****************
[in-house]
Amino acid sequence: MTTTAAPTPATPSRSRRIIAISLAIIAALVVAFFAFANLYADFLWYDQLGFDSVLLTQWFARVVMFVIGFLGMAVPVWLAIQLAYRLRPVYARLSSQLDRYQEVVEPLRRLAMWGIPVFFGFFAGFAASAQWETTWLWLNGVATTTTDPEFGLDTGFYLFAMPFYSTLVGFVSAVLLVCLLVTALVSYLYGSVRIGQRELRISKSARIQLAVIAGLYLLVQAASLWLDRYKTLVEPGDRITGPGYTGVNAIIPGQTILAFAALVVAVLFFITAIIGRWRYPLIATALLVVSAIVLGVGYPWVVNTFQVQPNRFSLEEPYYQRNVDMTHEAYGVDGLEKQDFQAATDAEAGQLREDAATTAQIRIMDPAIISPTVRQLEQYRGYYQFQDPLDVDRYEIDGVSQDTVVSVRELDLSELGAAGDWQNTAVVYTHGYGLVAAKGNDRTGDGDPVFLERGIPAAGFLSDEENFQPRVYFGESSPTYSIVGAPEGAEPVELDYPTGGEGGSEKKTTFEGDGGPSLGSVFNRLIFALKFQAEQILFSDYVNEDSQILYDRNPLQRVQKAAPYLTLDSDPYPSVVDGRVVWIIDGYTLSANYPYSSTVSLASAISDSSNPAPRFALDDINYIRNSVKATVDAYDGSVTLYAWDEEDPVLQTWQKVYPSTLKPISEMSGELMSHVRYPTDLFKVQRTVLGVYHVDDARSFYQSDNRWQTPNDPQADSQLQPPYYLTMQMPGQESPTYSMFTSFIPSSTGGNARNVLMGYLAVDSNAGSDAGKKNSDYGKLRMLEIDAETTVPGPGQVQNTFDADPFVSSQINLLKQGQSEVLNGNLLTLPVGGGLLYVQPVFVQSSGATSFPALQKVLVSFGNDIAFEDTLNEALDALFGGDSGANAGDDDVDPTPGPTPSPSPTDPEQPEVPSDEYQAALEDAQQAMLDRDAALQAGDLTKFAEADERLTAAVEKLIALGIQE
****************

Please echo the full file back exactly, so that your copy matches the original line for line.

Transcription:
[in-house]
Amino acid sequence: MTTTAAPTPATPSRSRRIIAISLAIIAALVVAFFAFANLYADFLWYDQLGFDSVLLTQWFARVVMFVIGFLGMAVPVWLAIQLAYRLRPVYARLSSQLDRYQEVVEPLRRLAMWGIPVFFGFFAGFAASAQWETTWLWLNGVATTTTDPEFGLDTGFYLFAMPFYSTLVGFVSAVLLVCLLVTALVSYLYGSVRIGQRELRISKSARIQLAVIAGLYLLVQAASLWLDRYKTLVEPGDRITGPGYTGVNAIIPGQTILAFAALVVAVLFFITAIIGRWRYPLIATALLVVSAIVLGVGYPWVVNTFQVQPNRFSLEEPYYQRNVDMTHEAYGVDGLEKQDFQAATDAEAGQLREDAATTAQIRIMDPAIISPTVRQLEQYRGYYQFQDPLDVDRYEIDGVSQDTVVSVRELDLSELGAAGDWQNTAVVYTHGYGLVAAKGNDRTGDGDPVFLERGIPAAGFLSDEENFQPRVYFGESSPTYSIVGAPEGAEPVELDYPTGGEGGSEKKTTFEGDGGPSLGSVFNRLIFALKFQAEQILFSDYVNEDSQILYDRNPLQRVQKAAPYLTLDSDPYPSVVDGRVVWIIDGYTLSANYPYSSTVSLASAISDSSNPAPRFALDDINYIRNSVKATVDAYDGSVTLYAWDEEDPVLQTWQKVYPSTLKPISEMSGELMSHVRYPTDLFKVQRTVLGVYHVDDARSFYQSDNRWQTPNDPQADSQLQPPYYLTMQMPGQESPTYSMFTSFIPSSTGGNARNVLMGYLAVDSNAGSDAGKKNSDYGKLRMLEIDAETTVPGPGQVQNTFDADPFVSSQINLLKQGQSEVLNGNLLTLPVGGGLLYVQPVFVQSSGATSFPALQKVLVSFGNDIAFEDTLNEALDALFGGDSGANAGDDDVDPTPGPTPSPSPTDPEQPEVPSDEYQAALEDAQQAMLDRDAALQAGDLTKFAEADERLTAAVEKLIALGIQE